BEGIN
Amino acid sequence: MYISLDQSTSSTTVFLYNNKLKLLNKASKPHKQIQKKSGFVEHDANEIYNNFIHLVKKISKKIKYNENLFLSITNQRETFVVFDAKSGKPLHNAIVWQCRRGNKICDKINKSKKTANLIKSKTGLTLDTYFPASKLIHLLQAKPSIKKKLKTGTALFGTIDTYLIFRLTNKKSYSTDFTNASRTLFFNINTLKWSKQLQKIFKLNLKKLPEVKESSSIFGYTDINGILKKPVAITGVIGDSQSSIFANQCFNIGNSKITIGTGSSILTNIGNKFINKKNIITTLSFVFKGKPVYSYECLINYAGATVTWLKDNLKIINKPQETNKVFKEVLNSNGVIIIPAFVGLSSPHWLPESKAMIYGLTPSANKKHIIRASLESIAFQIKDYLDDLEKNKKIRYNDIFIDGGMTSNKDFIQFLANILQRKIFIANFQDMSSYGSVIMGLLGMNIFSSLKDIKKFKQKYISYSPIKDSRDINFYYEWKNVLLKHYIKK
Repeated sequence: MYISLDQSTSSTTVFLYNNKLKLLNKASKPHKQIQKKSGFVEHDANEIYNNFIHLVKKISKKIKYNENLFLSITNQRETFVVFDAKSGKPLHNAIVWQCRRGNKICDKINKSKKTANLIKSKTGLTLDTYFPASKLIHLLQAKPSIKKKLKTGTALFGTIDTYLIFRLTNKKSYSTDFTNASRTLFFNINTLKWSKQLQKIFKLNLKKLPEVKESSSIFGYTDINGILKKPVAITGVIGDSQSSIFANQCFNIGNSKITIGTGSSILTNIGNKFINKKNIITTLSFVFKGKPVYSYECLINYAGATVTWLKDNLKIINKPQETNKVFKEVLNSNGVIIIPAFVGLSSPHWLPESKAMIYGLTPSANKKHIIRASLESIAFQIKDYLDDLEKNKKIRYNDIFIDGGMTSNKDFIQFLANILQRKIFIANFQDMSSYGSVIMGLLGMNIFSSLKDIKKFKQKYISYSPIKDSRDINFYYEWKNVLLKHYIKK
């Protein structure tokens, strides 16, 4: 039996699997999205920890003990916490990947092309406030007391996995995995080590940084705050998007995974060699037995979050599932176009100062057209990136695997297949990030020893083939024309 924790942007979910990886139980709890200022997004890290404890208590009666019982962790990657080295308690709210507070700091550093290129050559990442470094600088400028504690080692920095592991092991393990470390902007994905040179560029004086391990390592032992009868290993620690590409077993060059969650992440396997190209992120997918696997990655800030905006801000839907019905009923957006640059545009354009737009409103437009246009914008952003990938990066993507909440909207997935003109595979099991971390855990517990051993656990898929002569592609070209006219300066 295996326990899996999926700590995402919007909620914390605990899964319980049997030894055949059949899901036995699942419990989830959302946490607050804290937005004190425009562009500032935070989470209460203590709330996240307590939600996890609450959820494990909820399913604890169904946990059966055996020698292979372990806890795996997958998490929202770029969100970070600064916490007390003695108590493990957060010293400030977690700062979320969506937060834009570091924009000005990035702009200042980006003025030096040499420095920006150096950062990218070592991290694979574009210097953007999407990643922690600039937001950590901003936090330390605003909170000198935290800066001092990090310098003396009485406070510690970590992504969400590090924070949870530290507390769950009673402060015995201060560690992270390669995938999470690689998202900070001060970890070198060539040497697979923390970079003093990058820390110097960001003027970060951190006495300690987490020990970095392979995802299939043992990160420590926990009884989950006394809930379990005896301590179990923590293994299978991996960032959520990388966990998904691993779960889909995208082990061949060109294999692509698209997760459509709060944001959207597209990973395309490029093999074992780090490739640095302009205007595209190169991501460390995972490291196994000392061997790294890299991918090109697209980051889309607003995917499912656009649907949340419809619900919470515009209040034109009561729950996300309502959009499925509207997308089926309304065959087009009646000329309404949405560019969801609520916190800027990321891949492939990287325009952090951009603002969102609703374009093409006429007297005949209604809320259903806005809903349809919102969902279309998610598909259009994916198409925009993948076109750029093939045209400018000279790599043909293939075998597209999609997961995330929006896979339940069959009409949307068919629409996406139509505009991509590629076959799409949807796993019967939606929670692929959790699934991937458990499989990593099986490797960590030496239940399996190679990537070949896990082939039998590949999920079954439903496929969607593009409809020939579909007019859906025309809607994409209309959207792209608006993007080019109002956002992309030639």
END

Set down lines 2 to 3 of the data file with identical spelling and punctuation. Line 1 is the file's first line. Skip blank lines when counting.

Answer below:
Repeated sequence: MYISLDQSTSSTTVFLYNNKLKLLNKASKPHKQIQKKSGFVEHDANEIYNNFIHLVKKISKKIKYNENLFLSITNQRETFVVFDAKSGKPLHNAIVWQCRRGNKICDKINKSKKTANLIKSKTGLTLDTYFPASKLIHLLQAKPSIKKKLKTGTALFGTIDTYLIFRLTNKKSYSTDFTNASRTLFFNINTLKWSKQLQKIFKLNLKKLPEVKESSSIFGYTDINGILKKPVAITGVIGDSQSSIFANQCFNIGNSKITIGTGSSILTNIGNKFINKKNIITTLSFVFKGKPVYSYECLINYAGATVTWLKDNLKIINKPQETNKVFKEVLNSNGVIIIPAFVGLSSPHWLPESKAMIYGLTPSANKKHIIRASLESIAFQIKDYLDDLEKNKKIRYNDIFIDGGMTSNKDFIQFLANILQRKIFIANFQDMSSYGSVIMGLLGMNIFSSLKDIKKFKQKYISYSPIKDSRDINFYYEWKNVLLKHYIKK
């Protein structure tokens, strides 16, 4: 039996699997999205920890003990916490990947092309406030007391996995995995080590940084705050998007995974060699037995979050599932176009100062057209990136695997297949990030020893083939024309 924790942007979910990886139980709890200022997004890290404890208590009666019982962790990657080295308690709210507070700091550093290129050559990442470094600088400028504690080692920095592991092991393990470390902007994905040179560029004086391990390592032992009868290993620690590409077993060059969650992440396997190209992120997918696997990655800030905006801000839907019905009923957006640059545009354009737009409103437009246009914008952003990938990066993507909440909207997935003109595979099991971390855990517990051993656990898929002569592609070209006219300066 295996326990899996999926700590995402919007909620914390605990899964319980049997030894055949059949899901036995699942419990989830959302946490607050804290937005004190425009562009500032935070989470209460203590709330996240307590939600996890609450959820494990909820399913604890169904946990059966055996020698292979372990806890795996997958998490929202770029969100970070600064916490007390003695108590493990957060010293400030977690700062979320969506937060834009570091924009000005990035702009200042980006003025030096040499420095920006150096950062990218070592991290694979574009210097953007999407990643922690600039937001950590901003936090330390605003909170000198935290800066001092990090310098003396009485406070510690970590992504969400590090924070949870530290507390769950009673402060015995201060560690992270390669995938999470690689998202900070001060970890070198060539040497697979923390970079003093990058820390110097960001003027970060951190006495300690987490020990970095392979995802299939043992990160420590926990009884989950006394809930379990005896301590179990923590293994299978991996960032959520990388966990998904691993779960889909995208082990061949060109294999692509698209997760459509709060944001959207597209990973395309490029093999074992780090490739640095302009205007595209190169991501460390995972490291196994000392061997790294890299991918090109697209980051889309607003995917499912656009649907949340419809619900919470515009209040034109009561729950996300309502959009499925509207997308089926309304065959087009009646000329309404949405560019969801609520916190800027990321891949492939990287325009952090951009603002969102609703374009093409006429007297005949209604809320259903806005809903349809919102969902279309998610598909259009994916198409925009993948076109750029093939045209400018000279790599043909293939075998597209999609997961995330929006896979339940069959009409949307068919629409996406139509505009991509590629076959799409949807796993019967939606929670692929959790699934991937458990499989990593099986490797960590030496239940399996190679990537070949896990082939039998590949999920079954439903496929969607593009409809020939579909007019859906025309809607994409209309959207792209608006993007080019109002956002992309030639």